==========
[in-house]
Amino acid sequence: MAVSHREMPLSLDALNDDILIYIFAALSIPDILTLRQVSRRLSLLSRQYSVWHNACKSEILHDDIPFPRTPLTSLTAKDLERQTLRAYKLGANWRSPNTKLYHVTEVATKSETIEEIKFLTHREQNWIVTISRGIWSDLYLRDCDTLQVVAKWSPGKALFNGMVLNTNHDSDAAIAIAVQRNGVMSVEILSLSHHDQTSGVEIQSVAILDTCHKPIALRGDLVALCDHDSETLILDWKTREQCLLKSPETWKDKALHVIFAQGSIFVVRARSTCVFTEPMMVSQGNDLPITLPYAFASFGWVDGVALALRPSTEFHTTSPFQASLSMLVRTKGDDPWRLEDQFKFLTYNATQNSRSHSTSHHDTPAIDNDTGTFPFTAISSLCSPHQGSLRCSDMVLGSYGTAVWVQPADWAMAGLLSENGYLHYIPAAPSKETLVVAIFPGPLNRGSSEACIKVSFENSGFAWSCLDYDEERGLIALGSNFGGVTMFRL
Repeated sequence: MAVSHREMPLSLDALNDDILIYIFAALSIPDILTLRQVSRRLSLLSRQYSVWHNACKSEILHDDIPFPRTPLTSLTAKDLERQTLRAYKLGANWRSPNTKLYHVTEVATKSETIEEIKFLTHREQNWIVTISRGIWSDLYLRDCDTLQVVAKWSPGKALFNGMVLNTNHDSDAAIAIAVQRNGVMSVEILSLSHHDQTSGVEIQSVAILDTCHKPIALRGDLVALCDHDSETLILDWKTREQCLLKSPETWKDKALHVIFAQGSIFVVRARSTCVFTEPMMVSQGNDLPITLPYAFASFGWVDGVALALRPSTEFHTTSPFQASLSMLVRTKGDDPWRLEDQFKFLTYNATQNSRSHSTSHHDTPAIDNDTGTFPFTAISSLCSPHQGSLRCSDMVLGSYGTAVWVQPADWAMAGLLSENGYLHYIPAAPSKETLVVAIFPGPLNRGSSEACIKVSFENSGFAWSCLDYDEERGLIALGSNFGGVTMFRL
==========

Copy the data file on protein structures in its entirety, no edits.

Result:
[in-house]
Amino acid sequence: MAVSHREMPLSLDALNDDILIYIFAALSIPDILTLRQVSRRLSLLSRQYSVWHNACKSEILHDDIPFPRTPLTSLTAKDLERQTLRAYKLGANWRSPNTKLYHVTEVATKSETIEEIKFLTHREQNWIVTISRGIWSDLYLRDCDTLQVVAKWSPGKALFNGMVLNTNHDSDAAIAIAVQRNGVMSVEILSLSHHDQTSGVEIQSVAILDTCHKPIALRGDLVALCDHDSETLILDWKTREQCLLKSPETWKDKALHVIFAQGSIFVVRARSTCVFTEPMMVSQGNDLPITLPYAFASFGWVDGVALALRPSTEFHTTSPFQASLSMLVRTKGDDPWRLEDQFKFLTYNATQNSRSHSTSHHDTPAIDNDTGTFPFTAISSLCSPHQGSLRCSDMVLGSYGTAVWVQPADWAMAGLLSENGYLHYIPAAPSKETLVVAIFPGPLNRGSSEACIKVSFENSGFAWSCLDYDEERGLIALGSNFGGVTMFRL
Repeated sequence: MAVSHREMPLSLDALNDDILIYIFAALSIPDILTLRQVSRRLSLLSRQYSVWHNACKSEILHDDIPFPRTPLTSLTAKDLERQTLRAYKLGANWRSPNTKLYHVTEVATKSETIEEIKFLTHREQNWIVTISRGIWSDLYLRDCDTLQVVAKWSPGKALFNGMVLNTNHDSDAAIAIAVQRNGVMSVEILSLSHHDQTSGVEIQSVAILDTCHKPIALRGDLVALCDHDSETLILDWKTREQCLLKSPETWKDKALHVIFAQGSIFVVRARSTCVFTEPMMVSQGNDLPITLPYAFASFGWVDGVALALRPSTEFHTTSPFQASLSMLVRTKGDDPWRLEDQFKFLTYNATQNSRSHSTSHHDTPAIDNDTGTFPFTAISSLCSPHQGSLRCSDMVLGSYGTAVWVQPADWAMAGLLSENGYLHYIPAAPSKETLVVAIFPGPLNRGSSEACIKVSFENSGFAWSCLDYDEERGLIALGSNFGGVTMFRL